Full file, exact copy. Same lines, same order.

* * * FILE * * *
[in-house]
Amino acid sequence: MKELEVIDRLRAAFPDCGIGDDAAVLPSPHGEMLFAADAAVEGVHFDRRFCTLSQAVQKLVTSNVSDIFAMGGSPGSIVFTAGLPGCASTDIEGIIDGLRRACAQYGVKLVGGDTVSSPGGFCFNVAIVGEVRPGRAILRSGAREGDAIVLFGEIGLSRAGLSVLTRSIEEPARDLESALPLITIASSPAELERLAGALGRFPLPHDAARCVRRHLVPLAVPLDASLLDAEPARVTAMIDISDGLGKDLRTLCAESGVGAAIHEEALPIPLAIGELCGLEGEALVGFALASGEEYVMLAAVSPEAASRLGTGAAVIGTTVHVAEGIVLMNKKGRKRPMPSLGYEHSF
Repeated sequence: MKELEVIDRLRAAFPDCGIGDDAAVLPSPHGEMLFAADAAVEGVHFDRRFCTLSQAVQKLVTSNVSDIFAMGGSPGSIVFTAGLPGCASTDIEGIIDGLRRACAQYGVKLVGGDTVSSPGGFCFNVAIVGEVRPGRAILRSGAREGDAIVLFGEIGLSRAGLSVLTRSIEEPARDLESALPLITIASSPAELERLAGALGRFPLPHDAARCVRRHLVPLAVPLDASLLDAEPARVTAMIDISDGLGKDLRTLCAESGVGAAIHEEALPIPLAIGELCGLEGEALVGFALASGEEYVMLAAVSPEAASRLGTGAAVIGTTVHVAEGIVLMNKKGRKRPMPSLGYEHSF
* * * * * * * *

[in-house]
Amino acid sequence: MKELEVIDRLRAAFPDCGIGDDAAVLPSPHGEMLFAADAAVEGVHFDRRFCTLSQAVQKLVTSNVSDIFAMGGSPGSIVFTAGLPGCASTDIEGIIDGLRRACAQYGVKLVGGDTVSSPGGFCFNVAIVGEVRPGRAILRSGAREGDAIVLFGEIGLSRAGLSVLTRSIEEPARDLESALPLITIASSPAELERLAGALGRFPLPHDAARCVRRHLVPLAVPLDASLLDAEPARVTAMIDISDGLGKDLRTLCAESGVGAAIHEEALPIPLAIGELCGLEGEALVGFALASGEEYVMLAAVSPEAASRLGTGAAVIGTTVHVAEGIVLMNKKGRKRPMPSLGYEHSF
Repeated sequence: MKELEVIDRLRAAFPDCGIGDDAAVLPSPHGEMLFAADAAVEGVHFDRRFCTLSQAVQKLVTSNVSDIFAMGGSPGSIVFTAGLPGCASTDIEGIIDGLRRACAQYGVKLVGGDTVSSPGGFCFNVAIVGEVRPGRAILRSGAREGDAIVLFGEIGLSRAGLSVLTRSIEEPARDLESALPLITIASSPAELERLAGALGRFPLPHDAARCVRRHLVPLAVPLDASLLDAEPARVTAMIDISDGLGKDLRTLCAESGVGAAIHEEALPIPLAIGELCGLEGEALVGFALASGEEYVMLAAVSPEAASRLGTGAAVIGTTVHVAEGIVLMNKKGRKRPMPSLGYEHSF